I had had a privilege to join YB Hannah Yeoh, Assoc Prof Azmi Shahrom, V Ganabathirao and Leon Donald in a forum moderated by YB Tony Pua; organised by YB Lau of Kampung Tunku.
The forum was held to commemorate Malaysia Day and to reflect what does it really mean to be a Malaysian – and that was where I had a difficult time trying to contribute as a panellist, as the issue is not really my forte.
Trained as an engineer and a chartered accountant, I am a lot more comfortable with figures; things that are definite. National unity is not really an area that I am comfortable, yet it is the most pressing national agenda that should top any political party’s priorities.
There will not be any progress to national unity until we start to view any issues from the Malaysian perspective; not from the warped perspective of our respective race.
The issue of the lack of progress in the national effort to increase Malays/bumiputra’s participation in the economy is a national issue that should concern all Malaysians, because it is in every one’s best interest that the nation moves beyond this preoccupation, yet without a steady progress there will always be extremists who can manipulate the issue to the detriment of national unity.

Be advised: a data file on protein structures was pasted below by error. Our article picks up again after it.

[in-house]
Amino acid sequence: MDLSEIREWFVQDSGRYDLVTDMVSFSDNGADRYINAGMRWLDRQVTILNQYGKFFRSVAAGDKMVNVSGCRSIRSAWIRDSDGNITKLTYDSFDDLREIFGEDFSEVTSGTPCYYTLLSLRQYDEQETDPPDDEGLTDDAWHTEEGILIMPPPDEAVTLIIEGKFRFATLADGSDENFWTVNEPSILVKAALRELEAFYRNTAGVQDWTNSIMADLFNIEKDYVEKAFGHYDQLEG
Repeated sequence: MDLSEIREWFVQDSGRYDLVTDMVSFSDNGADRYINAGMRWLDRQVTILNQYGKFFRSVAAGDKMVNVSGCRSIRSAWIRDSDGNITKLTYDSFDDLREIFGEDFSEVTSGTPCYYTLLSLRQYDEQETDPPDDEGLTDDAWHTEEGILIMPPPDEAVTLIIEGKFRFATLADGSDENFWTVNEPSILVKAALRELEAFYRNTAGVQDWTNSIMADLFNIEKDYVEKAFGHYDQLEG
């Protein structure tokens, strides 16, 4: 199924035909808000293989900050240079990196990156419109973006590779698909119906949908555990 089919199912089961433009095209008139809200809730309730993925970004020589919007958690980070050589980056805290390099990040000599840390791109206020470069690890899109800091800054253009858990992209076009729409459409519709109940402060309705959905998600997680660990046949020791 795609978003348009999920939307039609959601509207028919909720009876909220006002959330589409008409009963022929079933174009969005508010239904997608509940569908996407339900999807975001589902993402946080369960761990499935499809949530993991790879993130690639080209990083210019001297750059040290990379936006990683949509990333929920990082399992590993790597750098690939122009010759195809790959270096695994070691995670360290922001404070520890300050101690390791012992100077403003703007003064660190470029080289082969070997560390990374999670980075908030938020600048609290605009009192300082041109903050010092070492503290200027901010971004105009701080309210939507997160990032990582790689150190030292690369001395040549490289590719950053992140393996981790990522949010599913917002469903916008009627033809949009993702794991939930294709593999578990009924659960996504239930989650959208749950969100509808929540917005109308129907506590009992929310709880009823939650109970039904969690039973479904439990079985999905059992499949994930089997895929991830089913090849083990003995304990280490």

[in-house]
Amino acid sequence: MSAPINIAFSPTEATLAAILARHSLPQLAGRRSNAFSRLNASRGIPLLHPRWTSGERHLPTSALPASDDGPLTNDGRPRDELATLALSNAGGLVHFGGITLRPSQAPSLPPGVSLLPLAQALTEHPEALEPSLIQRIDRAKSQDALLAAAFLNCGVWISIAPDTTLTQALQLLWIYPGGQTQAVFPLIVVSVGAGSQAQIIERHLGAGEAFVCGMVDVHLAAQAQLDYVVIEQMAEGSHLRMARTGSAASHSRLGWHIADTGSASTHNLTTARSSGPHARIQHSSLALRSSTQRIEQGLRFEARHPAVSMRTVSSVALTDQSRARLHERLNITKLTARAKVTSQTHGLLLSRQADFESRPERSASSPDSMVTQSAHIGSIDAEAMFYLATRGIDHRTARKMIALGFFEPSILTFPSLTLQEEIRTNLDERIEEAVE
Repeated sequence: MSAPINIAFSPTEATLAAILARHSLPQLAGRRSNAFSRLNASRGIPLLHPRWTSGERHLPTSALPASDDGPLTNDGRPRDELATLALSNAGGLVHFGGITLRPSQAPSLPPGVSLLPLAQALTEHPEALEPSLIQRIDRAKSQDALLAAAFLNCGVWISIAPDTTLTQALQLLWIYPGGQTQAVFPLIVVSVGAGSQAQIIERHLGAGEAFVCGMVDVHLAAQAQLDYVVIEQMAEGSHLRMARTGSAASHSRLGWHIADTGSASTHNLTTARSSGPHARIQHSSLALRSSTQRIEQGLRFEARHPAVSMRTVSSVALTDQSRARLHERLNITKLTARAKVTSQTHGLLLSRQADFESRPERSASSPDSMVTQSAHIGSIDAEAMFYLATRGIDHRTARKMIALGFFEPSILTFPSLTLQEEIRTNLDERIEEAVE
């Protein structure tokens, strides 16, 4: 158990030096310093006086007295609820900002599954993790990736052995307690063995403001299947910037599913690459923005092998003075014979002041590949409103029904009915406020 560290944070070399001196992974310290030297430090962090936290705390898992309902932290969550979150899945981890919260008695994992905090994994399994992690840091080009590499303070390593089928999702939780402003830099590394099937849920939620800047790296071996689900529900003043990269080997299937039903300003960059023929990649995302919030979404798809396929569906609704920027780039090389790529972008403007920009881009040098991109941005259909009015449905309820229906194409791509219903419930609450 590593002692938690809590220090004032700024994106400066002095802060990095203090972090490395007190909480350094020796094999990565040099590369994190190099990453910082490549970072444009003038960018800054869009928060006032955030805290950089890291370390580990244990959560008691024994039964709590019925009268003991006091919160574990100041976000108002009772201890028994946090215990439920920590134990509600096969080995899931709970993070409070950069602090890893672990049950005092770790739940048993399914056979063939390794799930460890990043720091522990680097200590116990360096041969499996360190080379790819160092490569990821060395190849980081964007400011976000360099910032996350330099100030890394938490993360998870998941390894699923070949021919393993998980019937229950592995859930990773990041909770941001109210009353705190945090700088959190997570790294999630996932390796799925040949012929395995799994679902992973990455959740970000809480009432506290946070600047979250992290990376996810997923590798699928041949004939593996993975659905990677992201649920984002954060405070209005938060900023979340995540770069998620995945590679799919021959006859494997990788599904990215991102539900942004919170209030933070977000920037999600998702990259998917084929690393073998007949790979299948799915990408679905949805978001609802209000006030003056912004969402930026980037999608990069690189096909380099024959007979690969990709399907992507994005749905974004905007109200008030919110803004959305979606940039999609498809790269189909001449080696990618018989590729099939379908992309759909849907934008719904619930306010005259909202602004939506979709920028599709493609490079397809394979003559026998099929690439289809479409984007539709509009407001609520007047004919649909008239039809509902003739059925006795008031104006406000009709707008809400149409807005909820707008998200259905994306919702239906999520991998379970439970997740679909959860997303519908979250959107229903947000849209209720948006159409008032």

Similarly, extending equal treatment to all Malaysians is not a zero sum game where Malays/bumiputra lose its standing to the non-Malays/bumiputras – it is imperative to allow the best of the best among all Malaysians to progress so that the country can make a leap forward.
Yet these issues will remain thorny and in all probability can create an uneasy spark, unless there are good souls out there who take the higher moral ground to listen and understand of each community’s fear and concerns. They may not be real, but they exist nevertheless.
It’s only when we can knock down the wall of distrusts that had been erected all around us, that we can start to have meaningful dialogues to understand each other’s fear and concerns. Only through understanding can we extend sincere hands and work together to resolve the fear and concerns of each community collectively as Malaysians – not as a Malay, Chinese, Indian, Dayak, Kadazan or any other ethnicities.
Otherwise we will continue to live in dichotomies – we enjoy and benefit from the richness of our surrounding due to the infusion of culture and knowledge of our different backgrounds, yet will never be able to use the richness in diversity to forge a new strength as a nation, because we refuse to empathise with each other.
Happy Malaysia Day!